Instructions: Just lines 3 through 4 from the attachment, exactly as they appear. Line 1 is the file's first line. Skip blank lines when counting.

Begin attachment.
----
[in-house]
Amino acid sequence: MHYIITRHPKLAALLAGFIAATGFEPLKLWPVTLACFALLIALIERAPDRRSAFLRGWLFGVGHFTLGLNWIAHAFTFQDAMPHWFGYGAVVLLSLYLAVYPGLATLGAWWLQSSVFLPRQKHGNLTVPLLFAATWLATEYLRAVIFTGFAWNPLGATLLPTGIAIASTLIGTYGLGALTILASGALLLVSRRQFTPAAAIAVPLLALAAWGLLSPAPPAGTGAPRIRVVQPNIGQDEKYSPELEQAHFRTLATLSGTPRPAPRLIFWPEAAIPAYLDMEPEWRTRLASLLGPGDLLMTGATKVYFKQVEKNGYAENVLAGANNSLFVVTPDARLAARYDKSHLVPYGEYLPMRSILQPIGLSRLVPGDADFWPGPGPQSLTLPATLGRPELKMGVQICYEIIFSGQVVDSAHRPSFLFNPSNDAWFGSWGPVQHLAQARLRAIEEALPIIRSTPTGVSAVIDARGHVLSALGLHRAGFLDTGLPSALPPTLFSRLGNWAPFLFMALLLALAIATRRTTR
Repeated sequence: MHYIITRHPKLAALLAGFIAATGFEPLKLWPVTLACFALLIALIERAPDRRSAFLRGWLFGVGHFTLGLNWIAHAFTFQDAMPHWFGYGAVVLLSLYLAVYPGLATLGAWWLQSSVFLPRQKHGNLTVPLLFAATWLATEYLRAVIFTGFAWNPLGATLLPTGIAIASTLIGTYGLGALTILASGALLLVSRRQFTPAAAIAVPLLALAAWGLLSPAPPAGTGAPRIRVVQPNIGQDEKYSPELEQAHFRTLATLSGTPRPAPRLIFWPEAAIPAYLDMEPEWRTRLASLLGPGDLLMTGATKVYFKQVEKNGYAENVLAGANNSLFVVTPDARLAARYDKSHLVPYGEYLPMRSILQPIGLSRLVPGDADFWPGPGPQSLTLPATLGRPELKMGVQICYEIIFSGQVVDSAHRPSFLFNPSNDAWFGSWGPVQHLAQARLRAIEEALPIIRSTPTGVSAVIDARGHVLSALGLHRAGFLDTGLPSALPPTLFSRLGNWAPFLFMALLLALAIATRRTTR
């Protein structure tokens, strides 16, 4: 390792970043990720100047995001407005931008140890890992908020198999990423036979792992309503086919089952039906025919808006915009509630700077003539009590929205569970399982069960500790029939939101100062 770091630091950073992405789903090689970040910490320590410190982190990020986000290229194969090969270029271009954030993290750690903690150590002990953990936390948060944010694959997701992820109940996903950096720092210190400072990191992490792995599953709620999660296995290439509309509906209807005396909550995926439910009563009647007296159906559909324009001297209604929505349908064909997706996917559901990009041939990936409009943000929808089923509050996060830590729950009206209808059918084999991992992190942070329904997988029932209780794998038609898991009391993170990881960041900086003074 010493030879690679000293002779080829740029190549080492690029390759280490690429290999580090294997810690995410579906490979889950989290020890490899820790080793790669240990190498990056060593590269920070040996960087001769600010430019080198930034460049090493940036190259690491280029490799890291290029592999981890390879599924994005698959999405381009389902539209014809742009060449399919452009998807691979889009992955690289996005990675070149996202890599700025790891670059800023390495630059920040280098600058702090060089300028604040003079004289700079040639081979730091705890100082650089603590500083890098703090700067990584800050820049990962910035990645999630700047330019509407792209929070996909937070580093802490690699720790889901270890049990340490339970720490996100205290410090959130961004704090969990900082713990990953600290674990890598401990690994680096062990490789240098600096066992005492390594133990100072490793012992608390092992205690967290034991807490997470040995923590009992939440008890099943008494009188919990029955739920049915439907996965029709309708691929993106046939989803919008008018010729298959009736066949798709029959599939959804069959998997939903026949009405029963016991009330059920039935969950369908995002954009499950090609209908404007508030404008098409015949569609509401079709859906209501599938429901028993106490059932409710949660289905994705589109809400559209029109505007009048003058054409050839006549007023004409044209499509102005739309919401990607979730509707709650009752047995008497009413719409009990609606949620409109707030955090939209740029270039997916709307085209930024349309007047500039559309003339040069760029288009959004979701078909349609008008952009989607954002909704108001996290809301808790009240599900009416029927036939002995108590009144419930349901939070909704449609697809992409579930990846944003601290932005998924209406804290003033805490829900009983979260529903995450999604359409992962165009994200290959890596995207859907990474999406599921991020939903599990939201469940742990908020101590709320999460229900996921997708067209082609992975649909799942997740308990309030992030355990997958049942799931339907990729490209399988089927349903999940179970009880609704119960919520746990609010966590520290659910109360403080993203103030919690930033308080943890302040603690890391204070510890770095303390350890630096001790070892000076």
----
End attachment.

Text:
Repeated sequence: MHYIITRHPKLAALLAGFIAATGFEPLKLWPVTLACFALLIALIERAPDRRSAFLRGWLFGVGHFTLGLNWIAHAFTFQDAMPHWFGYGAVVLLSLYLAVYPGLATLGAWWLQSSVFLPRQKHGNLTVPLLFAATWLATEYLRAVIFTGFAWNPLGATLLPTGIAIASTLIGTYGLGALTILASGALLLVSRRQFTPAAAIAVPLLALAAWGLLSPAPPAGTGAPRIRVVQPNIGQDEKYSPELEQAHFRTLATLSGTPRPAPRLIFWPEAAIPAYLDMEPEWRTRLASLLGPGDLLMTGATKVYFKQVEKNGYAENVLAGANNSLFVVTPDARLAARYDKSHLVPYGEYLPMRSILQPIGLSRLVPGDADFWPGPGPQSLTLPATLGRPELKMGVQICYEIIFSGQVVDSAHRPSFLFNPSNDAWFGSWGPVQHLAQARLRAIEEALPIIRSTPTGVSAVIDARGHVLSALGLHRAGFLDTGLPSALPPTLFSRLGNWAPFLFMALLLALAIATRRTTR
């Protein structure tokens, strides 16, 4: 390792970043990720100047995001407005931008140890890992908020198999990423036979792992309503086919089952039906025919808006915009509630700077003539009590929205569970399982069960500790029939939101100062 770091630091950073992405789903090689970040910490320590410190982190990020986000290229194969090969270029271009954030993290750690903690150590002990953990936390948060944010694959997701992820109940996903950096720092210190400072990191992490792995599953709620999660296995290439509309509906209807005396909550995926439910009563009647007296159906559909324009001297209604929505349908064909997706996917559901990009041939990936409009943000929808089923509050996060830590729950009206209808059918084999991992992190942070329904997988029932209780794998038609898991009391993170990881960041900086003074 010493030879690679000293002779080829740029190549080492690029390759280490690429290999580090294997810690995410579906490979889950989290020890490899820790080793790669240990190498990056060593590269920070040996960087001769600010430019080198930034460049090493940036190259690491280029490799890291290029592999981890390879599924994005698959999405381009389902539209014809742009060449399919452009998807691979889009992955690289996005990675070149996202890599700025790891670059800023390495630059920040280098600058702090060089300028604040003079004289700079040639081979730091705890100082650089603590500083890098703090700067990584800050820049990962910035990645999630700047330019509407792209929070996909937070580093802490690699720790889901270890049990340490339970720490996100205290410090959130961004704090969990900082713990990953600290674990890598401990690994680096062990490789240098600096066992005492390594133990100072490793012992608390092992205690967290034991807490997470040995923590009992939440008890099943008494009188919990029955739920049915439907996965029709309708691929993106046939989803919008008018010729298959009736066949798709029959599939959804069959998997939903026949009405029963016991009330059920039935969950369908995002954009499950090609209908404007508030404008098409015949569609509401079709859906209501599938429901028993106490059932409710949660289905994705589109809400559209029109505007009048003058054409050839006549007023004409044209499509102005739309919401990607979730509707709650009752047995008497009413719409009990609606949620409109707030955090939209740029270039997916709307085209930024349309007047500039559309003339040069760029288009959004979701078909349609008008952009989607954002909704108001996290809301808790009240599900009416029927036939002995108590009144419930349901939070909704449609697809992409579930990846944003601290932005998924209406804290003033805490829900009983979260529903995450999604359409992962165009994200290959890596995207859907990474999406599921991020939903599990939201469940742990908020101590709320999460229900996921997708067209082609992975649909799942997740308990309030992030355990997958049942799931339907990729490209399988089927349903999940179970009880609704119960919520746990609010966590520290659910109360403080993203103030919690930033308080943890302040603690890391204070510890770095303390350890630096001790070892000076």